On February 16, 2017, Judge Geoffrey W. Crawford of the United States District Court for the District of Vermont dismissed a putative shareholder class action against Keurig Green Mountain, Inc. (“Keurig”), Keurig’s former CEO and directors and corporate investors that acquired Keurig, alleging that the proxy disseminated to Keurig shareholders in connection with the buyout was materially false and misleading in violation of Sections 14(a) and 20(a) of the Securities Exchange Act. Montanio v. Keurig Green Mountain, Inc., Case No. 5:16-cv-19. The Court concluded that plaintiff’s primary allegation—that the board knowingly relied on depressed projections from management to justify accepting a low-value offer—failed to state a claim because plaintiff could not plead that the projections were objectively false.
JAB Holdings, Inc. (“JAB”) acquired Keurig in a deal that closed on February 24, 2016 for $92 per share, following rejection of lower offers by JAB and a $129 per share offer made in January 2015 by an undisclosed third party, which later lost interest in Keurig. The deal was negotiated during Keurig’s development of a new product line about which Keurig was optimistic but which was untested. During the same time, Keurig reported weaker-than-expected revenue from existing product lines. In evaluating JAB’s final offer, the board directed its financial advisors to weight the future success of the new product line at 50% probability, effectively lowering the future value of the company. Plaintiff alleged that the board’s decision to apply the weighting probability was driven by a desire to lower the value of the company to meet JAB’s final offer and, as evidence, pointed out that the board determined to use the 50% probability after agreeing to the deal price and claimed that the probability was objectively false. Plaintiff asserted that the proxy disclosures regarding the financial projections misrepresented both the board’s opinion and the value of the company and also challenged other aspects of the disclosures.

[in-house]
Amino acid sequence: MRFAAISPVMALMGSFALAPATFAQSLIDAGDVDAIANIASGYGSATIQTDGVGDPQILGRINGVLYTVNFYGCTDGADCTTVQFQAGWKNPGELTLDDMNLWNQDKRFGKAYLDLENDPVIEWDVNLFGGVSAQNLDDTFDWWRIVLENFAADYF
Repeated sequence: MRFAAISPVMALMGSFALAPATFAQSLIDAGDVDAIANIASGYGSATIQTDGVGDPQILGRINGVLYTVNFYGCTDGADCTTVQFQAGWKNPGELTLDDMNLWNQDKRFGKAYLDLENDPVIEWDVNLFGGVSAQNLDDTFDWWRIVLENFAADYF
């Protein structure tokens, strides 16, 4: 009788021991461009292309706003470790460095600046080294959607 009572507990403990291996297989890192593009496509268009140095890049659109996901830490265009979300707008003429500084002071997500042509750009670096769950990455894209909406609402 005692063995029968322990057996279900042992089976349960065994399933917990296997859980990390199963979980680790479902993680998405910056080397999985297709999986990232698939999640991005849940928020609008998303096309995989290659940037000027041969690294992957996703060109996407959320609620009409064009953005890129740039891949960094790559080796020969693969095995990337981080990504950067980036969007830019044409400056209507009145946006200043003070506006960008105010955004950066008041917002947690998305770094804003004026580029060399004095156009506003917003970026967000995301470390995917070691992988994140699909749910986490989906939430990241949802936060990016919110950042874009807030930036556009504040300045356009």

The Court emphasized that to prove a Section 14(a) claim premised on statements of opinion, plaintiff had to plead both objective falsity—meaning that the board did not actually believe the weighting was correct—and subjective falsity, i.e., that the weighting was demonstrably untrue. The Court found the allegations regarding the timing of the board’s decision to use the weighting probability sufficient to allege subjective falsity, but ultimately rejected the claim because the Court found plaintiff could not establish subjective falsity. In so holding, the Court concluded that the company’s earlier and more optimistic projections for the new product line included in quarterly financial reports were not provable facts that showed the subsequent probability weighting was objectively false. The Court emphasized that those projections were accompanied by cautionary language about forward-looking statements and warnings regarding Keurig’s decreased revenue. More importantly, the Court noted that the absence of “specific, provable facts” that contradicted the accuracy of the weighting doomed plaintiff’s claim. Because the Court determined that the complaint failed to allege a primary violation under Section 14(a), the Section 20(a) claim was dismissed as well.
The ruling reflects that, even though federal courts do not employ the “business judgment rule” standard of review when evaluating board conduct in a Section 14(a) claim, the board’s determinations are still afforded a modicum of protection absent specific, contradictory evidence.
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